A water leak from your toilet can be trouble, for both the property owner and the tenant. It is something that if left unattended, can become costly and very inconvenient at the same time. It’s important to know that most tenants are responsible for the water bill according to what is stablished on their lease. Also, depending on the situation, if a water leak occurs, tenants might also end up becoming responsible for the extra water usage that goes over the standard bill in the case of a non-reported leak. This extra amount can ascend to hundreds and even thousands of dollars, depending on how bad the leak is.
So, in order to help you prevent having to deal with a billzilla attack, I’d like to give you a few short tips you can use to detect and handle a water leak from your toilet.
- Listen carefully and try to detect water running continuously during the night, as well as sounds coming from your toilet as if it were being used when it’s clearly not.
- Purchase a dye test for your toilet. You can get these at Home Depot for a couple of bucks, and it’s easy to use. You just put the dye test in the toilet tank, and after some time, if it’s leaking you will notice that even when the toilet is not being used, the edges of the inside of the toilet will have rivulets of dye running down.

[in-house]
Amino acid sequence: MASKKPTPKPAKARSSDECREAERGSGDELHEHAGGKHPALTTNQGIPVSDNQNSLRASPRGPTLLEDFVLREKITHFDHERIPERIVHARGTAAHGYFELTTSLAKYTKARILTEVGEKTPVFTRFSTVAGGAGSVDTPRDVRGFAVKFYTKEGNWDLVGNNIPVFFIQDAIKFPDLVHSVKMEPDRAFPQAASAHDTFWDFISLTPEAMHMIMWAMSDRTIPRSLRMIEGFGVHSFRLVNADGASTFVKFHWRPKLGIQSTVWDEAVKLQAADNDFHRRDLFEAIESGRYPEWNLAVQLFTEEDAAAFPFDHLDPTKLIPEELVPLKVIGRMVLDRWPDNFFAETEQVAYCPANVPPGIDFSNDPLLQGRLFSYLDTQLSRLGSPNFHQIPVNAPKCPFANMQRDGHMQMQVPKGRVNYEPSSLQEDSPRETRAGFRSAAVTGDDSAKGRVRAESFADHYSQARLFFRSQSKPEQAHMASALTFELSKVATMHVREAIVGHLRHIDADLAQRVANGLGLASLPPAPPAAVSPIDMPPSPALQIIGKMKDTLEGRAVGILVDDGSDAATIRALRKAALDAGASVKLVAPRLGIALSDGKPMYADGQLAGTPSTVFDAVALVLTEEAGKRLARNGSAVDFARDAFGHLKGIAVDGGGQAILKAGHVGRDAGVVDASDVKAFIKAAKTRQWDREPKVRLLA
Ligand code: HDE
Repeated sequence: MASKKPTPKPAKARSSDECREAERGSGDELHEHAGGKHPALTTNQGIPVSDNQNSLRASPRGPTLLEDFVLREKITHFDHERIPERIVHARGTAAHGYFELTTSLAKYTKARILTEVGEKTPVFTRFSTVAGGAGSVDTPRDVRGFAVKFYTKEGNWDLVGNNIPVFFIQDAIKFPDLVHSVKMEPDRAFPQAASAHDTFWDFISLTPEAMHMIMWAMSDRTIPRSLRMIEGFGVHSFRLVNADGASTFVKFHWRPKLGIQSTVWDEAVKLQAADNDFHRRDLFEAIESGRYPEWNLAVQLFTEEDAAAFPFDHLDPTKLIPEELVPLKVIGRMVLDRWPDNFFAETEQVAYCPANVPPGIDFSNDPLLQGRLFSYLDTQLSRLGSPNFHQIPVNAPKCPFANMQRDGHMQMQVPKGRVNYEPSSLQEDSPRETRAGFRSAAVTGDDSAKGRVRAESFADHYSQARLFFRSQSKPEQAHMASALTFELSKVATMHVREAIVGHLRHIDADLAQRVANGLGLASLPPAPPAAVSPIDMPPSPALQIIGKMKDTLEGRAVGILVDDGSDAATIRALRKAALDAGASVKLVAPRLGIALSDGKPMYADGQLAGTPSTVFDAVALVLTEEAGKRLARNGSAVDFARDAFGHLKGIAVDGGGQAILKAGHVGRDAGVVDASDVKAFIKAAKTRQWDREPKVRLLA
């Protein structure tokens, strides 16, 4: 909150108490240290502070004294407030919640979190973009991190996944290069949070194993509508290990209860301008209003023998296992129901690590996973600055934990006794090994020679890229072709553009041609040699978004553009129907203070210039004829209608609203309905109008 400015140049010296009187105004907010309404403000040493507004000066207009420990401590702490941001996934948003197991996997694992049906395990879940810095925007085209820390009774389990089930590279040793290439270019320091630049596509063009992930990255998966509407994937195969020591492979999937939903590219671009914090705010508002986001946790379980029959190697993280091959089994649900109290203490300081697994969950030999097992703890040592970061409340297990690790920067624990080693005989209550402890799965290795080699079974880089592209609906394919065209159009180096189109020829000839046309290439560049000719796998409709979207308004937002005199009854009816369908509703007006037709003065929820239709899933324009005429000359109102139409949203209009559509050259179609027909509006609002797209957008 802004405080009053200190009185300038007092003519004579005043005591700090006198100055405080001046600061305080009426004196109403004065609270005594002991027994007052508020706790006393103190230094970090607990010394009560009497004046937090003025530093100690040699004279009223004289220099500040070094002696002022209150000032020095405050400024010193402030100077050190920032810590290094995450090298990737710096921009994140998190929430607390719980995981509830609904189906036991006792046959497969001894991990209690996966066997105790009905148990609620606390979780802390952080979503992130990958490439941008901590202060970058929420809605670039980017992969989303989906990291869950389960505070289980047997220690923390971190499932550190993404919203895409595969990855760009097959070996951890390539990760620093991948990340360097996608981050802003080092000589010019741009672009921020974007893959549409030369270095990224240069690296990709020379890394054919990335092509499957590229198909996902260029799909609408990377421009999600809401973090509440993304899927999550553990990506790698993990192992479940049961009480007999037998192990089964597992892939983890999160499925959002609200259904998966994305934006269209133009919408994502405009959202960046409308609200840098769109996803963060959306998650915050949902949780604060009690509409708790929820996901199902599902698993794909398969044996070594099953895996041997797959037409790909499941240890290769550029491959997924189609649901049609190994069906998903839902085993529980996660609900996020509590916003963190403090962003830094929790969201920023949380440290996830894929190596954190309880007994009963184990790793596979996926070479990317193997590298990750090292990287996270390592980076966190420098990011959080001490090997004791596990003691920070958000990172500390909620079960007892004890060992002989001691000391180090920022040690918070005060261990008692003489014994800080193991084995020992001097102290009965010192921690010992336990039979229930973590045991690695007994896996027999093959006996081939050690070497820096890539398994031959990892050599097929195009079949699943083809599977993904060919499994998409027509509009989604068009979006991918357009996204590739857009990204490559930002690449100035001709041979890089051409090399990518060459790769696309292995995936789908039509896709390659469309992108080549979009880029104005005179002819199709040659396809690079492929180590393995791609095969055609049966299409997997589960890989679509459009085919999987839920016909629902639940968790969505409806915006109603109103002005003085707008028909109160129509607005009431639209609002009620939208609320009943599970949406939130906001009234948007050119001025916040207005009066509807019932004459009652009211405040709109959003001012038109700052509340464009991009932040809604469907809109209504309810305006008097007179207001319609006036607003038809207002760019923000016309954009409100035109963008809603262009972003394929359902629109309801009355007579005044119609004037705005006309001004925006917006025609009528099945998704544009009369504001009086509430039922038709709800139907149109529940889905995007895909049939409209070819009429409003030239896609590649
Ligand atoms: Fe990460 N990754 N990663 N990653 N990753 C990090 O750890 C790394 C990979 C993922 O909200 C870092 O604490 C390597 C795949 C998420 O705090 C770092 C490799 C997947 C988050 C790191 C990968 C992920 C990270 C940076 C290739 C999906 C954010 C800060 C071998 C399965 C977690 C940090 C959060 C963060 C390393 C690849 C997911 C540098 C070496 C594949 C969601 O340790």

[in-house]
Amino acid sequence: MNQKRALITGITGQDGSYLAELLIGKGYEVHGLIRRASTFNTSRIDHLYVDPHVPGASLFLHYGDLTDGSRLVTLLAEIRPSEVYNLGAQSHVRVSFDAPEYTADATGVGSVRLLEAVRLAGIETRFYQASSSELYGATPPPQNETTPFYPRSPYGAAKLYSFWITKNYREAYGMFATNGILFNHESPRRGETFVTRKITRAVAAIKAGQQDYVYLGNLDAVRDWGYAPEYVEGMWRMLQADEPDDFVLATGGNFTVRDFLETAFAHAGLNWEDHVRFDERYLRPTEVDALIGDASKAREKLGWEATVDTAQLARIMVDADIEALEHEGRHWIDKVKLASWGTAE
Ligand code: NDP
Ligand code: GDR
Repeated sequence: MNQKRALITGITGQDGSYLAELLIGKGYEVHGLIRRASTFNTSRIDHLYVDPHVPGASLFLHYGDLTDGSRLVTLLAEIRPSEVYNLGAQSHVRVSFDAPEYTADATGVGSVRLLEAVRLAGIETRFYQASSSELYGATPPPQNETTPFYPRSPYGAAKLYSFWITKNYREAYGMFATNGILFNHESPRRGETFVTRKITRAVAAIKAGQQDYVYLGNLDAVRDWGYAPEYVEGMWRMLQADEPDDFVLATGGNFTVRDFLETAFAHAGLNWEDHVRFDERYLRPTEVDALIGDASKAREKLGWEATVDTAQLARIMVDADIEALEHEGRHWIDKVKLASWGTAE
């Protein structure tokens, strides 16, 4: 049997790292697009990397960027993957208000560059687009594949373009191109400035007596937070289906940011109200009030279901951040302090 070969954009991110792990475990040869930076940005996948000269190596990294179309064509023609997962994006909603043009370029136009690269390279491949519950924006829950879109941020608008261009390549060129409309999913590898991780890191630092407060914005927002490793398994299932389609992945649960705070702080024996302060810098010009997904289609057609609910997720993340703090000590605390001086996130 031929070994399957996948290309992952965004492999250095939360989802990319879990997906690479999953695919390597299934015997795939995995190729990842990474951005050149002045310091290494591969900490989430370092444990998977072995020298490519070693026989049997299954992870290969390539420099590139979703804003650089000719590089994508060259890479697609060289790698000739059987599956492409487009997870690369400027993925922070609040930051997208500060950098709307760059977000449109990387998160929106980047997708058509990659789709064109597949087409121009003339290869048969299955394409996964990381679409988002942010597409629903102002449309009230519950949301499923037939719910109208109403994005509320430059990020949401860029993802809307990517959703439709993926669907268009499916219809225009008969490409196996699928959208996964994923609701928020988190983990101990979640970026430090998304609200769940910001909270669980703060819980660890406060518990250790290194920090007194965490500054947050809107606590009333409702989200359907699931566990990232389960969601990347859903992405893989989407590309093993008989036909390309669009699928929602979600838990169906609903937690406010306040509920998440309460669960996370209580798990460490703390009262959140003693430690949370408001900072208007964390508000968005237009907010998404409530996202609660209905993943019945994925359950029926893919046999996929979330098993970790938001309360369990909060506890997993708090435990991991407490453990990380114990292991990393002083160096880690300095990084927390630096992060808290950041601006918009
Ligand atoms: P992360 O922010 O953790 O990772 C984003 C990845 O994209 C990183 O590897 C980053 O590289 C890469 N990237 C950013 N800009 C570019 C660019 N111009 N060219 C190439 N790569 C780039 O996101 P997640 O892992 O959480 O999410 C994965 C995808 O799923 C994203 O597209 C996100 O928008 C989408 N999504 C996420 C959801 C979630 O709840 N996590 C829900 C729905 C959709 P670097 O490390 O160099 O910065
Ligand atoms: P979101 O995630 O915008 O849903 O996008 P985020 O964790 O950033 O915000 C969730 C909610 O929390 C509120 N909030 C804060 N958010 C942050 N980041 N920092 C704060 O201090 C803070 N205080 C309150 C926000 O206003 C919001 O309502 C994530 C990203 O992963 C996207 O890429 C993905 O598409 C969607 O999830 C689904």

- You can try the previous step without the dye test, it’s just harder to detect the rivulets of water down the inside of the toilet if it’s a really subtle leak.
- Sometimes, you can actually find the problem inside the water tank for the toilet. You might find it a little bit gross, but don’t worry it’s only filled with regular clean water. Several things could be wrong here, just check that everything is working as it should and nothing is stuck and the flapper that blocks the flow of water is able to seal the water off consistently when down (it could be bent, filled with sediment, or something along those lines).
- If you detect a leak, you can stop the flow of water into the toilet tank by closing the stop valve that is connected to your toilet. It’s usually low near the ground, right next to your toilet, you just turn it clockwise until the water stops flowing in. Careful not to turn it too hard though, you could break it!
- If you are still struggling to find the exact location of the leak, but are still certain that there is water escaping from your toilet, or another water pipe in the house, it may be worth contacting a specialist who can come help you locate the leak. You can check out Indiana Leak Detection, for example, as they can help you locate the problem.
- After you’ve detected the leak and stopped the flow, give us a call!
- Something you can do in order to keep using your toilet even with the stop valve closed due to you having found a leak, is to fill about a gallon of water in any type of container, and after you’re done using the toilet you heavily empty this container into the pool until the water goes down. This is a temporary solution according to a plumber near me until the problem is fixed.
We hope this helps for you to be able to better manage your toilet and issues that arise in regard to a leak coming from it. Remember, the more you pay mind to these type of things, the less likely you run the risk of incurring any extra expenses or inconveniences that come along with them.